After failing to reach the postseason in each of former head coach Jim Morris’ final two seasons, the Miami Hurricanes baseball team is in great shape to make it back with new head coach Gino DiMare at the helm.
In the last two seasons, the Hurricanes barely finished over .500, but DiMare has them at 27-14 and 11-10 in the ACC with 14 games left in the regular season. So thus far, it seems like Miami hired the right guy to build the program back up to where Morris had it for over 20 years.
Even though the team ERA is a little bit higher this season, Miami’s team batting average and runs scored is a big reason for the improvement. In 2017, the batting average as a team was .231 and the team’s leader finishing at .281. Last season, Danny Reyes led the team with a .321 batting average, but the team hit just .257.
This year, four players are hitting above .300 with Raymond Gil leading the way at .356 and the team up to a .290 average.
Not only are players hitting the ball, but they are scoring runs at a much better rate. With 14 games remaining in the season, the Canes have already scored more runs this year (307) than they have in the last two full college baseball seasons (268, 259).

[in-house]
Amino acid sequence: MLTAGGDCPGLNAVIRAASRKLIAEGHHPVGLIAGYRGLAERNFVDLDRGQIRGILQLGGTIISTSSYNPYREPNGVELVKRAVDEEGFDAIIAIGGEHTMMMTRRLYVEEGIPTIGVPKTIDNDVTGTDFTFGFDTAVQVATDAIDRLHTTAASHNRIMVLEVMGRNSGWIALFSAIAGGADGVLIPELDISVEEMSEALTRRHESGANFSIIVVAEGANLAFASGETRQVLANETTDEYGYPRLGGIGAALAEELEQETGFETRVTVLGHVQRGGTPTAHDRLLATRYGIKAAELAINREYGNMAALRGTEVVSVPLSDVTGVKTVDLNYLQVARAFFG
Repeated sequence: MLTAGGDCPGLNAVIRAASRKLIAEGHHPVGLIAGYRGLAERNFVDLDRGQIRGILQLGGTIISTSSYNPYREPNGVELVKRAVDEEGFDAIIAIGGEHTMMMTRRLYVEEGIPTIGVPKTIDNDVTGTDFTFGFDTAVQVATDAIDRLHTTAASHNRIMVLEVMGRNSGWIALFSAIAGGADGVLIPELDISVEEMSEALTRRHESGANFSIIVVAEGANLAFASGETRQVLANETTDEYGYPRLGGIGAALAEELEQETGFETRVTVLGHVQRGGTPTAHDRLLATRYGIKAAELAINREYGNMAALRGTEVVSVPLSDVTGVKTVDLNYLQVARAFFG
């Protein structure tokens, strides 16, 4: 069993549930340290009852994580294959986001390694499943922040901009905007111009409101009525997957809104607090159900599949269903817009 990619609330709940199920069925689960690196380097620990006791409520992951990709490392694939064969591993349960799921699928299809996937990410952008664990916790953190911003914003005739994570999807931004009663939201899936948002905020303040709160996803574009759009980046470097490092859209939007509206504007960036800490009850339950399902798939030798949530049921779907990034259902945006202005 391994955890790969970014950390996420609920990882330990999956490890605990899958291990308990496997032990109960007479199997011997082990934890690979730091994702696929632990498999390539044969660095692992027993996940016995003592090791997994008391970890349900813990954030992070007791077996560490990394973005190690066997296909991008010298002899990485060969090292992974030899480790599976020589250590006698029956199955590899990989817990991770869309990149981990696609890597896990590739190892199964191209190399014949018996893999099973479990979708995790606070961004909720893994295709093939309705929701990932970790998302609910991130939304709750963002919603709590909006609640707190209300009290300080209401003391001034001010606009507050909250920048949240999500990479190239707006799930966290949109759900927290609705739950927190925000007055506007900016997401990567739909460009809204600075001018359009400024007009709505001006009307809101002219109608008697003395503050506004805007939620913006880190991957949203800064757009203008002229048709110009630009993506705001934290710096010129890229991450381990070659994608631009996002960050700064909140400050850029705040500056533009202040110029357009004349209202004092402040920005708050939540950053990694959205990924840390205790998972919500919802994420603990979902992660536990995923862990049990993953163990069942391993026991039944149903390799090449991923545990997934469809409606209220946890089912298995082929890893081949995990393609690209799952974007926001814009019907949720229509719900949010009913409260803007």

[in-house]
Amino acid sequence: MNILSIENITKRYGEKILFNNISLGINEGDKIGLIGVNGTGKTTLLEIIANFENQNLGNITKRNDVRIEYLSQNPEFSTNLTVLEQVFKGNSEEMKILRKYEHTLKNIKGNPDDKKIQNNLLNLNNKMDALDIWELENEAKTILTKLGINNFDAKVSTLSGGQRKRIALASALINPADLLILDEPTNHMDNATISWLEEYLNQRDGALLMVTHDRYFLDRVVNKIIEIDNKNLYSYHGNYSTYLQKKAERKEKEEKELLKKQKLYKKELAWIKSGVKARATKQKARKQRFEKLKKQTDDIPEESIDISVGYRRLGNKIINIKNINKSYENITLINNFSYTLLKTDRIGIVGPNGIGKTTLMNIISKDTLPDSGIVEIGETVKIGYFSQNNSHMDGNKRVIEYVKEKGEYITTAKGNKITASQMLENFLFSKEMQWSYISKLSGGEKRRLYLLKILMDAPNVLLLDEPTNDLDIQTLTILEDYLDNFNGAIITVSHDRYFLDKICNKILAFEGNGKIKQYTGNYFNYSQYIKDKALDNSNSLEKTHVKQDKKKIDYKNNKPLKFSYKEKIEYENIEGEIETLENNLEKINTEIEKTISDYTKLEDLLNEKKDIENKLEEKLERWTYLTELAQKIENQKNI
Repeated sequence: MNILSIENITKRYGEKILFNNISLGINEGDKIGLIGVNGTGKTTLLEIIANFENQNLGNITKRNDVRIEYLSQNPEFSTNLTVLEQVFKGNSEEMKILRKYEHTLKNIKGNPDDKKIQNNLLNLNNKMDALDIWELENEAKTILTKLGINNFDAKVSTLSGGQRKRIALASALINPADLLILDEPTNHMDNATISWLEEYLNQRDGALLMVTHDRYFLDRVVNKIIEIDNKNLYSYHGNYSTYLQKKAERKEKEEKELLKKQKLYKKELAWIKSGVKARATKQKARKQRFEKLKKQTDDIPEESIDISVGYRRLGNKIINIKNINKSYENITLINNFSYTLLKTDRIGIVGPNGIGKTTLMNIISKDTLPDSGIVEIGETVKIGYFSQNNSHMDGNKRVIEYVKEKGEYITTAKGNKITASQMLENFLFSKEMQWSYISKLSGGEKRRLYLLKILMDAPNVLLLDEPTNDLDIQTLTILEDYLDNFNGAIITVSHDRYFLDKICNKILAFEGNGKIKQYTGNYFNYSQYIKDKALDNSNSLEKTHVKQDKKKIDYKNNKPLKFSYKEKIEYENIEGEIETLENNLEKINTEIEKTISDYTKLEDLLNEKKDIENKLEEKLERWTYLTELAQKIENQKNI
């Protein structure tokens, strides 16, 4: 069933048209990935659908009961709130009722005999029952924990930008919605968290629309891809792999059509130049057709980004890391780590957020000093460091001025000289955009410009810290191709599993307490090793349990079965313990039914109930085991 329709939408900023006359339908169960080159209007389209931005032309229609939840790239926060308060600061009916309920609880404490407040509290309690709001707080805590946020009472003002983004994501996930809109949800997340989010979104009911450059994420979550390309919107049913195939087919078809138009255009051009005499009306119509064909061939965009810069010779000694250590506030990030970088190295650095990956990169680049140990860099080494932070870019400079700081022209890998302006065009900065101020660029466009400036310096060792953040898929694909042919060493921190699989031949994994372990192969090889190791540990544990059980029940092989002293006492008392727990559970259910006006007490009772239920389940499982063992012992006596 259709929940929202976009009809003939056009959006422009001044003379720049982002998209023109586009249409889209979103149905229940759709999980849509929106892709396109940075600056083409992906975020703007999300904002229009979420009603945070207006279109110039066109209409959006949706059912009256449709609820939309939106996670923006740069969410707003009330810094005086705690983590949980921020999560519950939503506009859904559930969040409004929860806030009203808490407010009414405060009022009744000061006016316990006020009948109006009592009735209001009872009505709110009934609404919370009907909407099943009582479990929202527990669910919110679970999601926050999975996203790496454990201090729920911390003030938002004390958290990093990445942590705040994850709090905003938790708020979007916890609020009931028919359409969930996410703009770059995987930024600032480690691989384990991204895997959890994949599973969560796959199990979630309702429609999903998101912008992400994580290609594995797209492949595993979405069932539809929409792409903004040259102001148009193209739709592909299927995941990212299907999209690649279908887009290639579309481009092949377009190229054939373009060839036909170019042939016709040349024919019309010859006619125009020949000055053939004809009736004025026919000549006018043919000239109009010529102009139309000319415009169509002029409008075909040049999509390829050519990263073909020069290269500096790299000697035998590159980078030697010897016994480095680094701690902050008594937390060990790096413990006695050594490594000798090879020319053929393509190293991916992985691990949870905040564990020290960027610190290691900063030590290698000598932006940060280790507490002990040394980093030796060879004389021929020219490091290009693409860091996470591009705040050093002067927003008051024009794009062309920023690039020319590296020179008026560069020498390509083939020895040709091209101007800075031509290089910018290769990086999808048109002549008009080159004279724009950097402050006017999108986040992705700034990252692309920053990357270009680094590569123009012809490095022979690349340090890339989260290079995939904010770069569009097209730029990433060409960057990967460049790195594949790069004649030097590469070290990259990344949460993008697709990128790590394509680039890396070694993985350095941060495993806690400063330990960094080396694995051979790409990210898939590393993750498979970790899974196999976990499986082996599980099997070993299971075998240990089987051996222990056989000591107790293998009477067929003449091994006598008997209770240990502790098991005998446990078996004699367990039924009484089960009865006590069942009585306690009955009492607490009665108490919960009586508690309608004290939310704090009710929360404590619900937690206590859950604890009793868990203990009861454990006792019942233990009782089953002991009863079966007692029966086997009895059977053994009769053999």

After three games against the Louisville Cardinals, the University of Miami is up to No. 24 in the D-I Baseball Top 25. Even though they won only one game in that series, they managed to remain close with the seventh-ranked team in the country.
And the schedule for the rest of the regular season is looking favorable towards DiMare and the Canes. With Florida International Panthers, Virginia Tech Hokies, Boston College Eagles, UCF Knights, Wake Forest Demon Deacons, and Duke Blue Devils left on the schedule, the highest-ranked team in RPI is the Hokies at 45. And 11 of 14 games are home games down in Coral Gables inside Alex Rodriguez Park at Mark Light Field.
It may only be two seasons since their last 50-win season and trip to Omaha for the College World Series, but DiMare has this team returning to that form and he is definitely that guy that will get Miami baseball over the hump to national championship form once again.